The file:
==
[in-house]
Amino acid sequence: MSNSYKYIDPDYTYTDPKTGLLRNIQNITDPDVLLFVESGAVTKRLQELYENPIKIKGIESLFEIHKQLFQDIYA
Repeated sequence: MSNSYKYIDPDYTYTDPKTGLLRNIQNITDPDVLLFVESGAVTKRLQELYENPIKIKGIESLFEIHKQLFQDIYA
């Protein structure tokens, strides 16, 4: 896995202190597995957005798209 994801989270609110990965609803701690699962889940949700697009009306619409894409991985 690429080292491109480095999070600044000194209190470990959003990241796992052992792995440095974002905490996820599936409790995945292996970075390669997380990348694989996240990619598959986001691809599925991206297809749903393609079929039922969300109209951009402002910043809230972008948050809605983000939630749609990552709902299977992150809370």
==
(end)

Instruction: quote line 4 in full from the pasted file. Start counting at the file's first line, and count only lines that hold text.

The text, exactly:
């Protein structure tokens, strides 16, 4: 896995202190597995957005798209 994801989270609110990965609803701690699962889940949700697009009306619409894409991985 690429080292491109480095999070600044000194209190470990959003990241796992052992792995440095974002905490996820599936409790995945292996970075390669997380990348694989996240990619598959986001691809599925991206297809749903393609079929039922969300109209951009402002910043809230972008948050809605983000939630749609990552709902299977992150809370």